True-Song True-Song 8 years
Definitely best interest! Agreed, some issues are really complicated and most people won't take the time to understand them fully.
Jillness Jillness 8 years
I have a question, poll time! What do you think it is more important for a Representative to do: 1.) Vote in their citizen's best interest. 2.) Vote the way their citizens want. IMO, I get concerned when representatives vote solely based on citizen's opinions. This is a VERY complicated problem, and I do not think that the majority of Americans are in a position to understand it and make an informed decision as to how to help themselves. Yes, it is important to listen to your constituents, but I also think it is important to do what serves them the best, even if they don't understand it.
UnDave35 UnDave35 8 years
Lil - Ruck, why do you think Bush had a hand in this? Was he in charge of the oversight? Have you not seen the committee that was in charge dismiss Republicans who did voice concern?
LiLRuck44 LiLRuck44 8 years
Hypnoticmix, I'm baffled as to how you believe that Bush and Paulson are capable of fixing this.... when they aren't even acknowledging their role in the problem? I'm not trying to be mean, just to understand you:) Someone somewhere likened this to an arsonist telling you he'll fix the fire he started if you give him more gasoline and matches. I'm also confused by this notion that everyone up in Washington needs to work together, and do their job. What? What about the majority of Americans (if any number of the random online polls, plus anyone I've spoken to is an indication) who are sitting at home, glad that their Congressman listened to them? I'm proud of the way some members forgot about party bologna and listened to their constituents.
ericmchicago ericmchicago 8 years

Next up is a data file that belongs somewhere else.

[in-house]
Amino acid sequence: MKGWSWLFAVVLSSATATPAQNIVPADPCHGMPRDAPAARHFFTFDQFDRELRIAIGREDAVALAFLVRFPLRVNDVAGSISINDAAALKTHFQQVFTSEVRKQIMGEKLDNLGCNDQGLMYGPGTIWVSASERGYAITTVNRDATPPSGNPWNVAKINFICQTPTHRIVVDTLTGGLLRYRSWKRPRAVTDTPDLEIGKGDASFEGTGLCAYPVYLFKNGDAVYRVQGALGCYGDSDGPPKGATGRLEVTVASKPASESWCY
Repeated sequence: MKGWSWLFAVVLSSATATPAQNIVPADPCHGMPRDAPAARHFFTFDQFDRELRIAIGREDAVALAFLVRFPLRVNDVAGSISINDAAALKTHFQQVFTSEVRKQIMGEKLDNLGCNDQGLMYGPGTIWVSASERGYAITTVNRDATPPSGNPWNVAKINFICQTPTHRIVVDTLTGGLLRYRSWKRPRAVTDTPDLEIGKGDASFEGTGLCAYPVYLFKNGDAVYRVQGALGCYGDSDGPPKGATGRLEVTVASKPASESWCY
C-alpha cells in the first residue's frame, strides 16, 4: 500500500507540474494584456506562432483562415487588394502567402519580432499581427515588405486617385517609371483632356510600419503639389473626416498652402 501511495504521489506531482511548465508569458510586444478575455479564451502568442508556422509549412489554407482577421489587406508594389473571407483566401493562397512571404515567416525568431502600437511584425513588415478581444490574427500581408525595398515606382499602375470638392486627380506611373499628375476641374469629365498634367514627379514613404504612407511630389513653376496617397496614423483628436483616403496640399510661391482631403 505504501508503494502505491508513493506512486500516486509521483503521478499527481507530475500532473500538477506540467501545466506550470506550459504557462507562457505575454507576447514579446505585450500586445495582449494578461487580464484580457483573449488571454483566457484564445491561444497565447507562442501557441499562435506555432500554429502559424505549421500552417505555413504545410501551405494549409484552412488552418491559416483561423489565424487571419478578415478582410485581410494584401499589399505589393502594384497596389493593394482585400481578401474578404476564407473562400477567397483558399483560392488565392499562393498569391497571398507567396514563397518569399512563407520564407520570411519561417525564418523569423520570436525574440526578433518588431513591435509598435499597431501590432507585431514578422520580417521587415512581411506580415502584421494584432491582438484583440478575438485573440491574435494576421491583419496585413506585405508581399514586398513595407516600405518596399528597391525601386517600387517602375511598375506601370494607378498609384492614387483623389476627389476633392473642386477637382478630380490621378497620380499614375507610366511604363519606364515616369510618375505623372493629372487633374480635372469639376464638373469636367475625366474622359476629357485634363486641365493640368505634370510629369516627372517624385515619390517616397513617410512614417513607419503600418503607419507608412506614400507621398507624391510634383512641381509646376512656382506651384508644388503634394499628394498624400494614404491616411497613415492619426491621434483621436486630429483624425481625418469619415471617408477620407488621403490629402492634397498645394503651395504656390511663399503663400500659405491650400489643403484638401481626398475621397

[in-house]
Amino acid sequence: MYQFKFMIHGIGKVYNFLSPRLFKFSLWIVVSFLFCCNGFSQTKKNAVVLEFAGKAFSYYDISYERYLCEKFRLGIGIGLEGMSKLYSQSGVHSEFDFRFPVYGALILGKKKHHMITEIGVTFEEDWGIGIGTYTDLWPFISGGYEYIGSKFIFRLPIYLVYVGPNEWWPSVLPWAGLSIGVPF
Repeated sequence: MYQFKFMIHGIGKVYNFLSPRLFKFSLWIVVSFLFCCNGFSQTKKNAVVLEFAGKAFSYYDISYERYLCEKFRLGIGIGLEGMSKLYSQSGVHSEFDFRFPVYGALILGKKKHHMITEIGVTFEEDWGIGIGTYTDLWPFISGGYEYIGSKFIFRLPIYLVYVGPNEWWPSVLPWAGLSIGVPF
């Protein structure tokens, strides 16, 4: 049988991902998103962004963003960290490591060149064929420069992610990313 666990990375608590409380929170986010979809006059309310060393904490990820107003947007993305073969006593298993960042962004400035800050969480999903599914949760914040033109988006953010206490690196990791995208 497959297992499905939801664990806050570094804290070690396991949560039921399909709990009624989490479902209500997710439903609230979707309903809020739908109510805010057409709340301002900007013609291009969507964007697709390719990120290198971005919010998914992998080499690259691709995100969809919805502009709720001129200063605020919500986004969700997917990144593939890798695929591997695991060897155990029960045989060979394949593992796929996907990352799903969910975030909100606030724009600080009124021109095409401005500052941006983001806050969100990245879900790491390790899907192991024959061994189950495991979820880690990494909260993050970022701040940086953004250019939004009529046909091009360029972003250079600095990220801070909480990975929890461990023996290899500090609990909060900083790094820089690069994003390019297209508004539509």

Hey, how bout we pass a bill that bans Sarah Palin from participating in interviews?? Anyone?? Anyone??
GeriAnne1932 GeriAnne1932 8 years
Bailout is the worst word ever. Who started using it anyway? In the world of spin, why the heck was it used? talk about a word that already has negative connotations bring even more negative energy to something that is supposed to save the world? Ugh..I don't support this plan and i think it's too fast and too thin of a bandaid on a bigger problem that is being ignored or brushed aside during this "crisis."
JaeB JaeB 8 years
I know they've got to do something, obviously, but I don't like this bailout plan. I was so happy when the House didn't pass it. Not enough constraints written in against the problem causers, not enough written in to substantially help the people who are drowning in this and those about to go under.
organicsugr organicsugr 8 years
The dark side clouds everything Torg. Impossible to see the future is.
True-Song True-Song 8 years
I would be, too, if I was probably gonna lose. You have to just feel weird about all the wasted money.
hypnoticmix hypnoticmix 8 years
Very interesting True Song. I do believe Sen. McCain is feeling very irritable these days.
True-Song True-Song 8 years
But he had a lovely, laughing chat with Clinton.
True-Song True-Song 8 years
I just read that Obama literally crossed the aisle to say hello and shake hands with McCain, who gave him a "go away" look and barely managed a "Good to see you."
hypnoticmix hypnoticmix 8 years
Well lets face it there were plenty of hot heads on Capital Hill this past week. It was her position and time of delivery that made her speech just a little more damaging.